Local women read feminist books, attended consciousness-raising groups and learned self-defence. They campaigned for refuges, equal pay and abortion rights and demanded peace, camping out in the 1980s at Greenham Common (and for a while, on the Level). Lesbian separatists set up collective households in Brighton which became informal feminist campaign centres, where straight and lesbian women learned and socialised. There was one such household in St James Street, an area which wasn’t then quite as male-focused as it later became.
Lesbians actively supported Gay Switchboard, but also started a local Lesbian Line, so that young women questioning their sexuality could speak freely to other women. This is still needed. Nowadays young lesbians are too often persuaded they’re ‘really’ boys.
As women, lesbians rarely had the financial resources of gay men. There were pubs that welcomed them, but no dedicated clubs. Women’s discos took place in a very few pubs and community centres, like the old Resource Centre, before it was burned down. There lesbian feminist punk bands like Bright Girls (formerly the Devil’s Dykes) played to crowds of women drinking at candle-lit tables.
As time went on, some lesbians moved to fashionable places like Hebden Bridge, but a significant number stayed behind and became stalwarts of Brighton and Hove’s voluntary sector.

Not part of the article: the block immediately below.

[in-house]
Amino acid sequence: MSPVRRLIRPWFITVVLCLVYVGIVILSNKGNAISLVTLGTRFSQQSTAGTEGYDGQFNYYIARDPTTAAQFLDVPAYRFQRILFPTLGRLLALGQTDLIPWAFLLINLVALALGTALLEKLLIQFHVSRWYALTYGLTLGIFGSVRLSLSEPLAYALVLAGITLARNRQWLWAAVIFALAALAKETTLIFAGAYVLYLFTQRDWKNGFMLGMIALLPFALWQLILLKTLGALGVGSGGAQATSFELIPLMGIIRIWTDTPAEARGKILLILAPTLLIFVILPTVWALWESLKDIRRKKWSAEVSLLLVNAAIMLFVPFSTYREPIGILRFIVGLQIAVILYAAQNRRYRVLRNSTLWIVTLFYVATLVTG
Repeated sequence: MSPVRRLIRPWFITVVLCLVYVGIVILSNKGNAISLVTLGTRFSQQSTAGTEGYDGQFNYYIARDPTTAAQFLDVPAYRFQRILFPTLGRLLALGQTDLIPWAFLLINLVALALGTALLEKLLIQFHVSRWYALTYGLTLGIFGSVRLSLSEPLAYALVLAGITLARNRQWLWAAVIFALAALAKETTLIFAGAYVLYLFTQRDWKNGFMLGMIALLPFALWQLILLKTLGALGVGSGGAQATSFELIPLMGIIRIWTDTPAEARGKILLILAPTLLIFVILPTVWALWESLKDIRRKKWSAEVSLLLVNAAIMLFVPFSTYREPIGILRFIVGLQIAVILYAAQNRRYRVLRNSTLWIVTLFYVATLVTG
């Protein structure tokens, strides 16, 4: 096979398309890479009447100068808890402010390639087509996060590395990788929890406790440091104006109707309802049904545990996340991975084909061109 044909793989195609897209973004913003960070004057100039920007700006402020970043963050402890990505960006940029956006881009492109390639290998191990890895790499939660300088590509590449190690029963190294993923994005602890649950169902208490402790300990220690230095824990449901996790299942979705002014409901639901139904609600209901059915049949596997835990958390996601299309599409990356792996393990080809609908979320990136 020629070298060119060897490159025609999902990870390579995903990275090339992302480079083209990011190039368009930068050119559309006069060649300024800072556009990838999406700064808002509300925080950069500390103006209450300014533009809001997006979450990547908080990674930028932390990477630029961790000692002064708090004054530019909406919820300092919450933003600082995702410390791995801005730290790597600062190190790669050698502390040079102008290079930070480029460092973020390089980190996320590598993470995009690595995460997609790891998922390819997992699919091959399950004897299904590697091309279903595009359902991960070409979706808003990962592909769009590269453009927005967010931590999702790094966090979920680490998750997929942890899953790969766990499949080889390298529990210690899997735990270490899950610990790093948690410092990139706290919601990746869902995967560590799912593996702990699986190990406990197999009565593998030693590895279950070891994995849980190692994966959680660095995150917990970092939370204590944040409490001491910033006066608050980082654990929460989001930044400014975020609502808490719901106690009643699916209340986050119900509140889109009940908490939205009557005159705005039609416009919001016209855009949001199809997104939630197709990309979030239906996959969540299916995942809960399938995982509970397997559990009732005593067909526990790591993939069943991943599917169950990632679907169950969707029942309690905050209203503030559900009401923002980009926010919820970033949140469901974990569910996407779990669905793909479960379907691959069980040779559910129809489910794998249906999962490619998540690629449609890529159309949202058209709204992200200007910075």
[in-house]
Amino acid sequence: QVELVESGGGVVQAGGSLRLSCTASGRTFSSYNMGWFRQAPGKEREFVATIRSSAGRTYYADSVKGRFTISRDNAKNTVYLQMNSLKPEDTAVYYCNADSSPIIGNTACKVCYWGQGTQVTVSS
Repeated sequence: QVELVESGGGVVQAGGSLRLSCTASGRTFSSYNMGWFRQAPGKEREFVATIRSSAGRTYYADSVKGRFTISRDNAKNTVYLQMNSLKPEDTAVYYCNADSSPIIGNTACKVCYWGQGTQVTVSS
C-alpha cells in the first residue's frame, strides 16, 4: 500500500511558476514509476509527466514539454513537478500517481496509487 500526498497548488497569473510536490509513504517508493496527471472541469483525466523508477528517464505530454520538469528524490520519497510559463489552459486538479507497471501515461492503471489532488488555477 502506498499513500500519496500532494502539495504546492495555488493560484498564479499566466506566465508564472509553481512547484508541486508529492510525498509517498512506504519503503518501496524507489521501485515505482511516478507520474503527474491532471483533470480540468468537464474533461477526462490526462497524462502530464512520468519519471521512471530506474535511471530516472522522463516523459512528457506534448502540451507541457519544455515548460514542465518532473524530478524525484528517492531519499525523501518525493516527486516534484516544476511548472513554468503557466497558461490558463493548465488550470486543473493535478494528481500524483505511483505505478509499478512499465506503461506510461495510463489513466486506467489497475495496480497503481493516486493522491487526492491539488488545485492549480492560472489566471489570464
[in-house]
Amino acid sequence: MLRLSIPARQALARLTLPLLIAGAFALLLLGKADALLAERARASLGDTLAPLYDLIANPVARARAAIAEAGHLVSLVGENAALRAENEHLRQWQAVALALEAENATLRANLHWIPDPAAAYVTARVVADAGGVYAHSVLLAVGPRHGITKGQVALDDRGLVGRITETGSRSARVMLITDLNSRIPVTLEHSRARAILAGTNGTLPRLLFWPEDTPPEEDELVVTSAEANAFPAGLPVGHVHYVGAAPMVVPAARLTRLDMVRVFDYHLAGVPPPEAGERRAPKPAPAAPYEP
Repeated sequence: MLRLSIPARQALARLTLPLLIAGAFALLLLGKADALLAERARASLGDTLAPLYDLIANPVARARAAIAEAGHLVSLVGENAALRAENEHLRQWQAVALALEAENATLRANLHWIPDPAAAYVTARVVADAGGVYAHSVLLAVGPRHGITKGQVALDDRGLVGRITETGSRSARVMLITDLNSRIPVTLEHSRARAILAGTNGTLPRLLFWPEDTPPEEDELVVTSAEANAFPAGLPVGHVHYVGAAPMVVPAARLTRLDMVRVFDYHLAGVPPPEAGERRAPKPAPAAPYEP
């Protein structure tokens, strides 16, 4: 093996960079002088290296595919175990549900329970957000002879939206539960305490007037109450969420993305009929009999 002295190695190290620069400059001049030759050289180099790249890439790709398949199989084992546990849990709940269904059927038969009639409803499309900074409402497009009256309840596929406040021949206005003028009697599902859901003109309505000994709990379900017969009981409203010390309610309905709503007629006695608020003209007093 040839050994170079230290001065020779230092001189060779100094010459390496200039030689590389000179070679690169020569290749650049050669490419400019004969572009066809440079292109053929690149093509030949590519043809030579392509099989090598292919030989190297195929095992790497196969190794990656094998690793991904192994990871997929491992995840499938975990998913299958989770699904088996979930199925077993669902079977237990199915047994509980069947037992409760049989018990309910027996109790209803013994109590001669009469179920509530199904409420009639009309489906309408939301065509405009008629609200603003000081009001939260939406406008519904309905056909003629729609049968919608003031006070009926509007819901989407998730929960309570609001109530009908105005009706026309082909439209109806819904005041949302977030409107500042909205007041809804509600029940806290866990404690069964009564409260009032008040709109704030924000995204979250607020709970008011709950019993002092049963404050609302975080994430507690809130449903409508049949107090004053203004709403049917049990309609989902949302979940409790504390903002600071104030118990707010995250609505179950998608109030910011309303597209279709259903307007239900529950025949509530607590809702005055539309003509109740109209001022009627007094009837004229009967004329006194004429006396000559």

There were many acts of protest. In 1990 four local lesbians, ably supported by one gay man, carried hand-drawn placards declaring “Lesbian Mothers aren’t Pretending” onto the stage of the International Congress of the Family, held at the Brighton Centre. This deeply anti-feminist and homophobic organisation had invited Princess Diana as their guest of honour. The ‘lesbian protest’, staged directly behind Diana, made national news.
Local activist Dani Ahrens played a leading part in that protest and another the following year, when activists, including lesbian historian Linda Pointing, carried a huge banner into the Brighton Council Chamber, and held it up in front of the Mayor, the late and much missed, Joe Townsend. Joe refused to order their removal, so there they remained with aching arms and backs, suffering for the cause.
In recent years, our Council has embraced a multiplicity of ‘genders’. It is vital that, in the process, our city does not squander its rich history of struggle for women’s sex-based rights and of lesbian feminist activism. Women’s history has for centuries been hidden or suppressed. Organisations like the Women’s History Group and the Mary Clarke Statue Appeal exist to rediscover it.
However, it’s depressing to think that despite the women’s movement, recent fashionable ideologies may serve to make homosexual female relationships invisible once again – and make same-sex attracted young women ashamed to call themselves lesbian.
I look forward to a time when I will see displays in our museums about local lesbian and feminist history – and in exhibition spaces, portrait photographs of, among others, pioneering women such as: Dani Ahrens; Linda Pointing; Joan Mortimer; Shirley West; Tash Fairbanks; Melita Dennett; Jill Gardiner; and Val Brown.
Those are a few great names. Just for starters.